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Clean up the Audio
Audio coding has been around the professional sound industry since the early 1990s. Codec developers have been and continue to be on a fast track. Whereas the Motion Picture Experts Group (MPEG) once viewed audio quality to be excellent at 256kb/s and 128kb/s, it now offers the same judgment at much lower bit-rates. It's much easier to improve the data payload, as compared to expanding the pipe.
To accomplish this requires using lower bit-rate codecs. Lowering the bit-rate increases potential degradation of audio performance. Advancement of codec design has allowed lower bit-rates to be employed, and most codecs sound decent at these rates, but they are much more fragile with regards to distortion and susceptible to artifacts. Due to the various types of codecs and lower bit-rates, getting a handle on the issues that annoy these functions is a moving target. The goal here is to seek out the gremlins and offer ways and means to avoid them.
All transmission systems suffer from some form of problem. The key to improving audio quality through a coded system is in locating the challenges and avoiding them. Take the FM stereo system — high frequency distortion and peak level overshoots were very common in early FM stereo generators. Both the pre-emphasis boost and sharp cutoff of the required low pass filters caused severe problems within the system. In-depth analysis of the system lead to the discovery of embedded pre-emphasis management and non-overshooting low-pass filters, which dramatically improved FM stereo performance.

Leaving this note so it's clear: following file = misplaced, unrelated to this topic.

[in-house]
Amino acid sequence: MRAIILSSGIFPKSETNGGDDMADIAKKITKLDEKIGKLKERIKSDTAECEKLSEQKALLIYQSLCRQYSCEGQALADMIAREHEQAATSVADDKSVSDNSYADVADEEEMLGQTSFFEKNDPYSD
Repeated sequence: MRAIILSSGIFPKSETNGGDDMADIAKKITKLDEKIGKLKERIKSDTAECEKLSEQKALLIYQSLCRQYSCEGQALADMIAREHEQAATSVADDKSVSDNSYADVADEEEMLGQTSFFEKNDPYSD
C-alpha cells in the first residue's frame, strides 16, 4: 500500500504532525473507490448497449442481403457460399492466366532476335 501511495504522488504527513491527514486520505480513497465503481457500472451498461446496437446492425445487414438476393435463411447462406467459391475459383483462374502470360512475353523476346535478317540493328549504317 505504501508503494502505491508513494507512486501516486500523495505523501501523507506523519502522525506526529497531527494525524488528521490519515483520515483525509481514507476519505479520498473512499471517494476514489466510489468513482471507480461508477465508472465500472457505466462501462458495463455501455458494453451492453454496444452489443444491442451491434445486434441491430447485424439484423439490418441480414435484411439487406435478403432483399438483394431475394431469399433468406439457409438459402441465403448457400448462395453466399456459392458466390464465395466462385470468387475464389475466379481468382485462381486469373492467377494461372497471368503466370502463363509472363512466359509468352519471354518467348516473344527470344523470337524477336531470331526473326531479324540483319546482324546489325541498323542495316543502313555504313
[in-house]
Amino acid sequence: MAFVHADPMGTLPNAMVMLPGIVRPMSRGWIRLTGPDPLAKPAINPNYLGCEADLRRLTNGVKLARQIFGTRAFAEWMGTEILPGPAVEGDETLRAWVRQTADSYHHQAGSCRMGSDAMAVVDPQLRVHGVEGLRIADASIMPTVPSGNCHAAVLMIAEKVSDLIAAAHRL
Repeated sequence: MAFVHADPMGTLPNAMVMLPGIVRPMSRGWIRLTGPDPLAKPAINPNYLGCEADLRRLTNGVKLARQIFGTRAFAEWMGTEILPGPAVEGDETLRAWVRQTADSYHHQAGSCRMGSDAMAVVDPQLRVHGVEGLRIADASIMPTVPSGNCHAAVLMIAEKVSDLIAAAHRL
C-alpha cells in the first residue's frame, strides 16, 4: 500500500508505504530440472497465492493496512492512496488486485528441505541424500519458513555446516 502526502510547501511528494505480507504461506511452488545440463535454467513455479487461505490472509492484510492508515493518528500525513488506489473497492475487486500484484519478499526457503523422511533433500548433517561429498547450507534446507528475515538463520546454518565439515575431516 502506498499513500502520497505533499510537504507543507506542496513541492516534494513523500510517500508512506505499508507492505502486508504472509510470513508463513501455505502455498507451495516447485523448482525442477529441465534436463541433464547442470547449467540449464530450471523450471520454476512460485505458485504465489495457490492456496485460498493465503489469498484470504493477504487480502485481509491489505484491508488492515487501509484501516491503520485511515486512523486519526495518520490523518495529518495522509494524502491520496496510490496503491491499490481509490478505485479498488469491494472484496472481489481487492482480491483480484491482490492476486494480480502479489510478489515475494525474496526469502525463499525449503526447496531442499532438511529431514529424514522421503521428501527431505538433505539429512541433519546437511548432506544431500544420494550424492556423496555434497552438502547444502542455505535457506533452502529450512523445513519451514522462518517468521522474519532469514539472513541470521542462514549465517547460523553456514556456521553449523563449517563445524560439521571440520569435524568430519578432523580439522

While the concern for FM stereo was distortion and overshoot, coded audio suffers from sonic artifacts. These are the perceptible annoyances that bother the listener. Most sound anomalies are categorized as one form of distortion or another. Most common are harmonic distortion (THD) and intermodulation distortion (IMD). Coding artifacts are neither. When they are perceived, they occur due to inadequacies of the coding algorithm. Basically, this is the point where the encoder runs out of capability to reduce the audio data without the process of data reduction being heard. While there have not been specific technical terms assigned to describe these artifacts, they can be referred to as swishy-swirly, underwater-like, gurgle-like and sometimes synthetic-metallic.
Dedicated audio processors that utilize look-ahead limiting and bandwidth control improve sound performance, but still do not reduce artifacts enough at low bit-rates, especially below 48kb/s. HD Radio, satcasters, podcasters and netcasters employ bit-rates at 24kb/s and lower. Reducing artifacts at these low rates usually requires severe bandwidth reduction, which in turn dulls the sound quality.
Careful listening to lower bit-rate coded audio reveals discoloration — not necessarily artifact-like or distorted, but some type of degrading ghost-like product being carried along with the signal. Attempts to remove it via signal processing seem to increase this characteristic. Listening to the output of the audio processor prior to the encode/decode section sounds very clean. Upon adding a codec to the scenario, the annoyance returns. This problem is observed with use of a common known codec for HD Radio (HDC) and various audio processors of different designers/companies. All produced the same results.
A clue to the problem is revealed when the timing in one of the audio processors is modified to reduce the amount of fast-limiting applied to presence and high frequencies. (This does not remove the limiting in this spectra, but changes the manner in which the limiter's timing responds to transient signals.) The audio immediately opens, along with clarity in the presence and high frequency range.
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